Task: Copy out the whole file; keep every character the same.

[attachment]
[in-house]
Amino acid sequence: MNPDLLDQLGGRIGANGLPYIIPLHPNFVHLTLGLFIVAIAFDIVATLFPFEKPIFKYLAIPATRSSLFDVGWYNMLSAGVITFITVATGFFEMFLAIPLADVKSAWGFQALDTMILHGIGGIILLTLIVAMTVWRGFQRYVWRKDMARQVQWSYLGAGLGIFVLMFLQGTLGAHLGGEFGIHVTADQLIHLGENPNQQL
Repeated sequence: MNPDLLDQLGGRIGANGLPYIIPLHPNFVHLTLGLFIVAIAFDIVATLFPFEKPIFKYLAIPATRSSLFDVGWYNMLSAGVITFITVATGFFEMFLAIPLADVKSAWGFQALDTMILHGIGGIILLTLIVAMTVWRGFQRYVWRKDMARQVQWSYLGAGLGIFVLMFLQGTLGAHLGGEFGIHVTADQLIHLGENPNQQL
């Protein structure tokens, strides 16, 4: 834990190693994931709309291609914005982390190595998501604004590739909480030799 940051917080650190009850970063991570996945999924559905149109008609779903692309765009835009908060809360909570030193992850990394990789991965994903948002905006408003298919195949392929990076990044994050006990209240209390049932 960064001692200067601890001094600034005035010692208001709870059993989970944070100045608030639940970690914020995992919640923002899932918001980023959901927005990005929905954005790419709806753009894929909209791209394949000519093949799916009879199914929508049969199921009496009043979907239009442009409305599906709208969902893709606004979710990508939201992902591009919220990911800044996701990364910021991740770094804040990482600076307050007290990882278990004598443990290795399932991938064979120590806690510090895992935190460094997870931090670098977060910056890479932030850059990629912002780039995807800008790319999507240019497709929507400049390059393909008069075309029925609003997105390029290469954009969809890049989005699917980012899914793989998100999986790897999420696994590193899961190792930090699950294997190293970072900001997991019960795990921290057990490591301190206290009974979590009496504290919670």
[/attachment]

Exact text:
[in-house]
Amino acid sequence: MNPDLLDQLGGRIGANGLPYIIPLHPNFVHLTLGLFIVAIAFDIVATLFPFEKPIFKYLAIPATRSSLFDVGWYNMLSAGVITFITVATGFFEMFLAIPLADVKSAWGFQALDTMILHGIGGIILLTLIVAMTVWRGFQRYVWRKDMARQVQWSYLGAGLGIFVLMFLQGTLGAHLGGEFGIHVTADQLIHLGENPNQQL
Repeated sequence: MNPDLLDQLGGRIGANGLPYIIPLHPNFVHLTLGLFIVAIAFDIVATLFPFEKPIFKYLAIPATRSSLFDVGWYNMLSAGVITFITVATGFFEMFLAIPLADVKSAWGFQALDTMILHGIGGIILLTLIVAMTVWRGFQRYVWRKDMARQVQWSYLGAGLGIFVLMFLQGTLGAHLGGEFGIHVTADQLIHLGENPNQQL
């Protein structure tokens, strides 16, 4: 834990190693994931709309291609914005982390190595998501604004590739909480030799 940051917080650190009850970063991570996945999924559905149109008609779903692309765009835009908060809360909570030193992850990394990789991965994903948002905006408003298919195949392929990076990044994050006990209240209390049932 960064001692200067601890001094600034005035010692208001709870059993989970944070100045608030639940970690914020995992919640923002899932918001980023959901927005990005929905954005790419709806753009894929909209791209394949000519093949799916009879199914929508049969199921009496009043979907239009442009409305599906709208969902893709606004979710990508939201992902591009919220990911800044996701990364910021991740770094804040990482600076307050007290990882278990004598443990290795399932991938064979120590806690510090895992935190460094997870931090670098977060910056890479932030850059990629912002780039995807800008790319999507240019497709929507400049390059393909008069075309029925609003997105390029290469954009969809890049989005699917980012899914793989998100999986790897999420696994590193899961190792930090699950294997190293970072900001997991019960795990921290057990490591301190206290009974979590009496504290919670």